I never dreamed this would be possible. Of course, so many things are possible today that I thought were impossible that I’m almost embarrassed to admit it (but I have no pride). Twenty-five years ago I thought that an immunologic approach to cancer would never work because cancer cells are, after all, self. My excuse is that I am neither an immunologist nor an oncologist and many of my oncologist friends agreed with me. But to think that one could go from the SARS-COV-2 viral nucleic acid sequence to a marketed vaccine in less than a year – I’m sorry – but that was science fiction, Star Wars, warp speed. Plus – mRNA instead of a killed virus or protein or conjugate antigen? mRNA – the epitome of instability? Come on!
Beyond the technology though, there was the desire, based on a lethal danger to the population posed by a pandemic virus, to get to this goal of a vaccine that is safe and effective and that can be distributed in record time. To accomplish this required an enormous investment in manufacturing – at risk. This investment came either from government (us taxpayers), from private industry (large and small) or from both. And, at the end, governments are paying for the final product – although some vaccines are being sold at cost (not for profit). This plan required a strong will, a strength of steel, and an organization and expertise that we have rarely seen anywhere before. It’s almost enough to give one confidence in government again – since without government intervention, this could not have happened. The plan also should make us stand in awe and gratitude for the extraordinary efforts of the pharmaceutical industry and their scientists and clinicians and their partners and stakeholders without whom this would never have happened. The industry should no longer be viewed as evil incarnate!
Compare and contrast. Antibiotic resistant infections have been killing people since the dawn of the antibiotic era. According to the CDC, the use of seat belts saved 13,000 lives in 2009. Compared to the 460,000 Americans killed by covid in this past year, 13,000 seems like a small number. Does that mean we should forget about wearing seat belts? Again, according to the CDC, antibiotic resistant infections and C. difficile kill 48,000 Americans every year. And most of us think this is a significant underestimate. Should we now relax since this number is almost 10- fold lower than the covid losses to date? Should any sense of urgency to save these lives be somehow lessened because of covid? Or should we rather look at this lesson from covid and apply it to lethal antibiotic resistant infections? How would we do that?
First, although a vaccine approach to the prevention of resistant bacterial infections is a great idea, and one that has worked for a few selected bacterial infections, I don’t think that we are at the same place with this problem as we were for certain viruses and mRNA technology. We will need other approaches focusing on therapy. It takes us 10-20 years to go from an idea to a new antibiotic. We could shorten that time by doing more at risk as we did for covid. We could also do a better job of delaying the increase in resistance by doing a better job of restricting antibiotic use to cases where it is really necessary both in humans, plants, fish and other animals. But because even appropriate antibiotic use will ultimately lead to resistance, we still must find new approaches to the treatment of resistant infections. My personal opinion is that this will most likely involve new antibiotics or new inhibitors of resistance (like B-lactamase inhibitors). But right now, our pipeline is in a disastrous state and any companies still working in the space are facing economic oblivion. One risk we must take is the use of financial incentives to make up for the broken marketplace that is driving investors out of the antibacterial space. Compared to the cost of warp speed for covid at $18 billion, the fix for the antibiotic marketplace would probably be more like $2 billion per new product. If we awarded one or two new products per year, we’re talking $20 billion over five years maximum. In any case, I don’t think our current pipeline would get us to 10 approved products in five years at least in terms of our key priorities. So, new antibiotics for resistant infections – a fire sale! Why can’t we see this?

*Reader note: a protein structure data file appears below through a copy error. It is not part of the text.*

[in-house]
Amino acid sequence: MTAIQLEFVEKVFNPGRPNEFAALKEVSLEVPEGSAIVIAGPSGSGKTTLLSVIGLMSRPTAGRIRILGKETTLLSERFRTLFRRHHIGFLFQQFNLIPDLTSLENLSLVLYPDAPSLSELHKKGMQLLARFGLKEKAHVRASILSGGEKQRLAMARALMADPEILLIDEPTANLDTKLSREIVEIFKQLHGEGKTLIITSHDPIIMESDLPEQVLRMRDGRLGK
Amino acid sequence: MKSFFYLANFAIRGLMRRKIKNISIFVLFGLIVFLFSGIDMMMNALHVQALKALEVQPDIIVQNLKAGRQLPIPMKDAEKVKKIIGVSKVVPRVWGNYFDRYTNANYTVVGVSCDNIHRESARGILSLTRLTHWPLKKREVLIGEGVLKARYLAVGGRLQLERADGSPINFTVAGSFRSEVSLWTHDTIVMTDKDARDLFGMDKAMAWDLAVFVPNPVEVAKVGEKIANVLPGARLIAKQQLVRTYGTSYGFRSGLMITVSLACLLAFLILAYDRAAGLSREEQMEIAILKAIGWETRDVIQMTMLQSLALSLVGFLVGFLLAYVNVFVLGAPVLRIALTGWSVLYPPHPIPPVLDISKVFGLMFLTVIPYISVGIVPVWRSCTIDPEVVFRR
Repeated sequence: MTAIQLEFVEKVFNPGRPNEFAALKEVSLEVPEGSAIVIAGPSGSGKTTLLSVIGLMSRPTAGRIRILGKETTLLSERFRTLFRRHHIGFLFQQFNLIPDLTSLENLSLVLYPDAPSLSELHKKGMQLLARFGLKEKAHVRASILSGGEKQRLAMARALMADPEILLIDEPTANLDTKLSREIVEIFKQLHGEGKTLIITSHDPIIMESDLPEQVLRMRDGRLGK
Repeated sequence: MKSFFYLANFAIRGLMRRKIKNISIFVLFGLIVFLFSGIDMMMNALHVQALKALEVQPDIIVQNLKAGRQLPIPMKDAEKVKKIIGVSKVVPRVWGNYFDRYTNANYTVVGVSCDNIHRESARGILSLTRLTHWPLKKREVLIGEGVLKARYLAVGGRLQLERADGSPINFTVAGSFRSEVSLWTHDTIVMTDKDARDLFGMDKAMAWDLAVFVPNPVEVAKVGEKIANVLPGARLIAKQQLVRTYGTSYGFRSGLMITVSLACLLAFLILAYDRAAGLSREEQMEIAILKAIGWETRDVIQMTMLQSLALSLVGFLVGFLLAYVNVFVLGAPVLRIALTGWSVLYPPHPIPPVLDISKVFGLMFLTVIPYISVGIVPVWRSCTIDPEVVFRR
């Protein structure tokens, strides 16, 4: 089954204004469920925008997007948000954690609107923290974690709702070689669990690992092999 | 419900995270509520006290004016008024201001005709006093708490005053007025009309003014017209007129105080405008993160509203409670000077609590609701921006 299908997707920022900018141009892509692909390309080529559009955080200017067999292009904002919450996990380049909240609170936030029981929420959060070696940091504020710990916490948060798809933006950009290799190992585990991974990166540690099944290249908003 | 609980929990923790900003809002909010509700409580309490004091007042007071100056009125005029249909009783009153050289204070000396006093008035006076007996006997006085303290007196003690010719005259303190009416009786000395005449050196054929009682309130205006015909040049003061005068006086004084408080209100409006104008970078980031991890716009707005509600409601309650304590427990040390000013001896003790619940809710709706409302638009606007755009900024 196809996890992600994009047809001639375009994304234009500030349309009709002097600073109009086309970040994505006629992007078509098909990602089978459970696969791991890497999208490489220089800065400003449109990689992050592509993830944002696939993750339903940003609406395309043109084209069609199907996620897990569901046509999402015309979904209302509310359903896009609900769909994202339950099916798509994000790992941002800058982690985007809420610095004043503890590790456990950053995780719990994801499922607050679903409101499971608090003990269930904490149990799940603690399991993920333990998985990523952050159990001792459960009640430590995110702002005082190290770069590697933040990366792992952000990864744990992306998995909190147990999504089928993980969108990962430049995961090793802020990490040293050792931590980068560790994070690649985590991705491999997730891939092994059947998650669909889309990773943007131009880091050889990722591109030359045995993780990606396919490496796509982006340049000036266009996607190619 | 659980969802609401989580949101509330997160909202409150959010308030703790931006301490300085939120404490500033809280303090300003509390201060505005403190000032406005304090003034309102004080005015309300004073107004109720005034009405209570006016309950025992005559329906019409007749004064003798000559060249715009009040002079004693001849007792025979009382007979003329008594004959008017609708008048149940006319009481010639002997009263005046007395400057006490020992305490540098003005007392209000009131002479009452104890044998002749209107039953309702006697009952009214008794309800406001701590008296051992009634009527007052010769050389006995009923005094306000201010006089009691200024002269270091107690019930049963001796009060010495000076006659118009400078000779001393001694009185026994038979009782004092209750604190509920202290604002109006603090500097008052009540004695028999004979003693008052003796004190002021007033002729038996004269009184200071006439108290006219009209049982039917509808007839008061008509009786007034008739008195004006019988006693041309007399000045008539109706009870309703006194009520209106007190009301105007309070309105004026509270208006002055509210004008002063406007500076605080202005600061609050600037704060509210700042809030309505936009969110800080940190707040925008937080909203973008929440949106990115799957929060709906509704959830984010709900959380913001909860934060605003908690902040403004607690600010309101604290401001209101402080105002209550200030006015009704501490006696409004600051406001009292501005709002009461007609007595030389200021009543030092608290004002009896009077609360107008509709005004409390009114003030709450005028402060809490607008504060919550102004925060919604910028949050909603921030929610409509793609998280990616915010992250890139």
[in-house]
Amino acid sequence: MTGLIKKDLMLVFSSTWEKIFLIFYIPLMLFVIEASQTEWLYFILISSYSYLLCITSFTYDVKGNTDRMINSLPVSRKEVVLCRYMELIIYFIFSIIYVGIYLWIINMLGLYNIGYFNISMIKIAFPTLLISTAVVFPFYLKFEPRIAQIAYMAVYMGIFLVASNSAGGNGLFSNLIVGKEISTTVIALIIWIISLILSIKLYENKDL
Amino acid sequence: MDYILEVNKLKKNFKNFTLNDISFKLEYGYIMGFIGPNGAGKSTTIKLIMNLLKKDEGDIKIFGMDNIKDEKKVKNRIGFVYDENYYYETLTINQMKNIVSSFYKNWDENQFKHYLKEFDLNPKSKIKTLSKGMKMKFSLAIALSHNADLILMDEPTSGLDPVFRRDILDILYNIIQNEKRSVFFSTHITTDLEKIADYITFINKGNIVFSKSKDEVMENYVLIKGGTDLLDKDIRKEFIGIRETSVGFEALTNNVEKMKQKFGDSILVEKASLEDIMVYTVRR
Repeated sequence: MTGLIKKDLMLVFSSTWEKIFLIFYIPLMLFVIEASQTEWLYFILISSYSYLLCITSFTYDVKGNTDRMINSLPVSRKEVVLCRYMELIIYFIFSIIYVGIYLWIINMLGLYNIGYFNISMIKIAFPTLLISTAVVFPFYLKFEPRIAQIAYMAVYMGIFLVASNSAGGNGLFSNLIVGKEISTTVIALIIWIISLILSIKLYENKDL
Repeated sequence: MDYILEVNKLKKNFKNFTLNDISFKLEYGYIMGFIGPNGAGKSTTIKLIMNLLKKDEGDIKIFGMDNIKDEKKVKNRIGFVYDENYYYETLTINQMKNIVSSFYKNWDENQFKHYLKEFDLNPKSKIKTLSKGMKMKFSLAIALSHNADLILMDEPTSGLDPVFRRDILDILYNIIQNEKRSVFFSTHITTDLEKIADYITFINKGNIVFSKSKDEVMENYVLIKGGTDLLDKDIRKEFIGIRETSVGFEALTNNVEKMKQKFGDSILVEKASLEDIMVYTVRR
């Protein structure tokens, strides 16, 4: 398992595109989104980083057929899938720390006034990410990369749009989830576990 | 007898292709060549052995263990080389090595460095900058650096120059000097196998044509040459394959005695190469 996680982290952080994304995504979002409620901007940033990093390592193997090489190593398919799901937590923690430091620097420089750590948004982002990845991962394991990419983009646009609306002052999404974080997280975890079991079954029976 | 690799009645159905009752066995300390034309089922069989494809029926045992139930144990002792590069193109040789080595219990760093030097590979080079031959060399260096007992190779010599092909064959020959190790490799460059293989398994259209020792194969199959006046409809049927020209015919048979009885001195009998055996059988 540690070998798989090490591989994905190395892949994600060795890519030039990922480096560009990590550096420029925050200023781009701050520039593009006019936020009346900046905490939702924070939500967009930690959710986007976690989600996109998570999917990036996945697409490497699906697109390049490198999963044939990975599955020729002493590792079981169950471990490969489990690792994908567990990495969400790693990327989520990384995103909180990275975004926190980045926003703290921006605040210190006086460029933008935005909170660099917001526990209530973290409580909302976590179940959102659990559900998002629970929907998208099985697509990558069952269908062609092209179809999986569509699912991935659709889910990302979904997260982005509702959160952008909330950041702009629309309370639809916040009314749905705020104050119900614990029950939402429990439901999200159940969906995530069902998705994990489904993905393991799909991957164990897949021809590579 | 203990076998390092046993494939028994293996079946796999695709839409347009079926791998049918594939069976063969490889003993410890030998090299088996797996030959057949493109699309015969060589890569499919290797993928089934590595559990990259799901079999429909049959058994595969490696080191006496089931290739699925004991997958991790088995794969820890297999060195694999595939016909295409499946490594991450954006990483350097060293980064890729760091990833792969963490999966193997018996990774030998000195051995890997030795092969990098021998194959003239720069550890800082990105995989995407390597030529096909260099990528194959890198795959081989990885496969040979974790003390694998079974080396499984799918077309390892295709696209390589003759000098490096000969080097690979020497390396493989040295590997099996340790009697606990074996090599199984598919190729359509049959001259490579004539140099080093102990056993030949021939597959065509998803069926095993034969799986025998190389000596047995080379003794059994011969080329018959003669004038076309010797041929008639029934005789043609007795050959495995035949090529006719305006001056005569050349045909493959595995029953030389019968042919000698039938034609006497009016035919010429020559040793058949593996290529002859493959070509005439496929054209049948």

Let’s talk about Europe for just a minute. Will Europe and its disparate national authorities have learned the lesson of pricing for new products from its experience with covid vaccines? Will they have learned that their regulatory approach leaves something to be desired when it comes to considerations of feasibility in their demands for new data? Will Europe be left behind again as they have been for covid vaccines if (my lips to God’s ear) the US establishes a market incentive for new antibacterial products?
We need to learn from this pandemic and apply these lessons to our approach to fighting antibiotic resistant infections – and we need to do it urgently!